Most people refer to adults and kids when talking about water safety. But don’t forget about an important part of the family, dogs.
Many breeds enjoy the water, playing by the shore and doggy paddling with the kids in shallow waters, but any dog can easily be injured or scared while enjoying the water.
If you have a boating dog, he or she should be a good swimmer, but in case of an emergency, a lifevest is necessary when out on any watercraft at the ocean, lake or river.
Any sustained injury or strong current or rapids can result in your dog’s good swimming skills to falter.
I recommend the Bid Eddy Float Coat Dog Lifejacket (item no. A30063) from www.fetchdog.com or the Designer PetSaver Lifejacket (item no. 10429) from www.carealotpets.com, anytime your dog is near water or on a watercraft.
Another big risk factor during summer is the heat. It’s important for owners to understand that dogs are more susceptible to heat stroke than humans are. Their heavy coats work against the cooling process when exposed to the sun and heat. Take this sentence out.
Heat stroke occurs when heat gain exceeds a dog’s ability to dissipate the heat. High temperatures are the cause, which most commonly results in dehydration, but can also result in vital organ failure, brain damage or death.
Symptoms of heat stroke in dogs are rapid, frantic panting, vomiting, or delusion.
First thing, never leave your dog in a parked car, even with the A.C. running. A few years ago, a friend of mine left her dogs in the car with the A.C. running on a very hot day while she ran a quick errand. When she came back, her A.C., her car had turned off, the A.C. had stopped and both of her dogs had died from heat stoke. Second, never leave your dog in the sun without water or shade. Some breeds of dogs such as English Bulldogs cannot stand to be in the heat (even if its in the shade) for even 15 minutes. Because many of them have an elongated palate, it can cause them to not take in enough oxygen when they are panting heavily and cause them to go into a heat stroke.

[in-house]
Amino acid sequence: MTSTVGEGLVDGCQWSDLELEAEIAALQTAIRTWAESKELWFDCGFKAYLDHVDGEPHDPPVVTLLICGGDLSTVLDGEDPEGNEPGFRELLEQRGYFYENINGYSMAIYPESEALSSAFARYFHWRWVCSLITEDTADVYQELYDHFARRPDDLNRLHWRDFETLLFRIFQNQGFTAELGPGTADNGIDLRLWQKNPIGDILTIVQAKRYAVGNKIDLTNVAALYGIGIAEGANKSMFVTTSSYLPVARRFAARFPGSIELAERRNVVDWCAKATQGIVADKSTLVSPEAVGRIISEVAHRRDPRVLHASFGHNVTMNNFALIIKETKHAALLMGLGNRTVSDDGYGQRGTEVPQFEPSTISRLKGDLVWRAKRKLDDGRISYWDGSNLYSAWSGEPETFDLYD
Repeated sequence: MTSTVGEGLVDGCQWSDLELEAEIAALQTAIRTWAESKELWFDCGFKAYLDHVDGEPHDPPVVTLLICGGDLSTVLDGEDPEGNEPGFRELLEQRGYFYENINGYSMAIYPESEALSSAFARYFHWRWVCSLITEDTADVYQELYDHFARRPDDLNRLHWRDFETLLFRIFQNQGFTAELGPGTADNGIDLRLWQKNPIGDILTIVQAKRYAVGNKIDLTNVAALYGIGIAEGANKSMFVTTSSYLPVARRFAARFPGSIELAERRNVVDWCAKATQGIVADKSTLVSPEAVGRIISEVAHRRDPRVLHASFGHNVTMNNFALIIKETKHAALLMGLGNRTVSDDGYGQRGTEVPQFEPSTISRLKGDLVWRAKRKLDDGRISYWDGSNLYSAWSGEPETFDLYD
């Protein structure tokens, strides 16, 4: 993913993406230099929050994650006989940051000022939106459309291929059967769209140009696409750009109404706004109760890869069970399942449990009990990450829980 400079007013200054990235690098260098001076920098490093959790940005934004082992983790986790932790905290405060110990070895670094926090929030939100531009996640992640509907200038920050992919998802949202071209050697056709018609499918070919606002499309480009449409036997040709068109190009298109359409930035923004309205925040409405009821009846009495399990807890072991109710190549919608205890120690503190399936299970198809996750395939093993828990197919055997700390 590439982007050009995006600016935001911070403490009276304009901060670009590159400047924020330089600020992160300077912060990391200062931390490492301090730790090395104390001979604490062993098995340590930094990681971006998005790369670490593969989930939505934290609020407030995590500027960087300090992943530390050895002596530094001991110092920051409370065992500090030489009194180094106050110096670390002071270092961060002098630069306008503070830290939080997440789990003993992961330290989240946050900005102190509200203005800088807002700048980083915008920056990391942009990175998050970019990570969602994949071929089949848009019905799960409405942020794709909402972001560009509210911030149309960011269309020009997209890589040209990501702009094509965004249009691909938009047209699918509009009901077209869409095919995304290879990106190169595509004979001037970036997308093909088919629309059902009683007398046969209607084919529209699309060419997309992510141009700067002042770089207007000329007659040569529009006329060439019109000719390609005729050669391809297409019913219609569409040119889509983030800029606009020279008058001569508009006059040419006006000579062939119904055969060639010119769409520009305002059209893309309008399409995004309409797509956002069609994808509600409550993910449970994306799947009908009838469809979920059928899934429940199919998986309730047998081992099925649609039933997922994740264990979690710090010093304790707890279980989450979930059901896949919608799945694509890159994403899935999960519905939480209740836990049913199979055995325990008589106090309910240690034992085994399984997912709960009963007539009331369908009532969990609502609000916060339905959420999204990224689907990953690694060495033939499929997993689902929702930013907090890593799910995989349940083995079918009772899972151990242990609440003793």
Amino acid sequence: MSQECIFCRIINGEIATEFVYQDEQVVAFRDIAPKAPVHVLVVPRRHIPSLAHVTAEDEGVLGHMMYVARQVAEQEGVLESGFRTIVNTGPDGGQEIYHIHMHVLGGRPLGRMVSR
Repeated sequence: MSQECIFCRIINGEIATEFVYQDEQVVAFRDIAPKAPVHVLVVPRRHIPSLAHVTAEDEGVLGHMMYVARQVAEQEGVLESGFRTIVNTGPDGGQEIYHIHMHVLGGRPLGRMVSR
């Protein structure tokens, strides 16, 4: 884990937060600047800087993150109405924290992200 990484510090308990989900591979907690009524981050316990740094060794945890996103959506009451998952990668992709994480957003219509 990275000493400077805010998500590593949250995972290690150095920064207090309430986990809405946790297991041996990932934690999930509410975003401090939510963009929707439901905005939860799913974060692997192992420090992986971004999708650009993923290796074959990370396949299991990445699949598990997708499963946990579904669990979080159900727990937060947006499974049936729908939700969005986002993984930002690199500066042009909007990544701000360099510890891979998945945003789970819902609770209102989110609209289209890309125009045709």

On hot days, reduce the amount of exercise during the hottest periods of the day, noon to 3 p.m.
If your dog were to show any signs of heat stroke, immediately take them to a cool place and give them water, and seek immediate advice from your vet.
Another common risk factor for dogs during summer is hot pavement. Remember pavement, metal and tar-coated asphalt gets very hot under the summer sun.
If your dog is limping or refusing to walk, missing part of a pad, licking or chewing at their feet or if pads look darker than usual or contain blisters or redness, it’s evident your dog has burned pads.
Flush your pooch’s paws with cool water, and get the dog to a grassy area or indoors quickly. Keep them off pavement or asphalt until they show signs of improvement.
You can consult with a vet if you think your dog may have deeper burns.
Sunburn is another risk factor for pooches this time of year. While dogs do not get sunburn as often as people do, it is still possible.
Light colored or hairless dogs are at higher risk. If your dog’s skin appears to be more red than usual, sunburn has occurred.
Snouts, right around the nose, are common areas of sunburn for dogs. It’s safe to apply waterproof sunscreen before being out in the sun.
If your dog’s skin develops blisters, that’s evidence of a second-degree burn, which needs immediate vet attention.
Each year, many dogs are diagnosed with skin cancer, so take caution during the summer months.
If you have additional questions about summer safety, please e-mail me at firstname.lastname@example.org.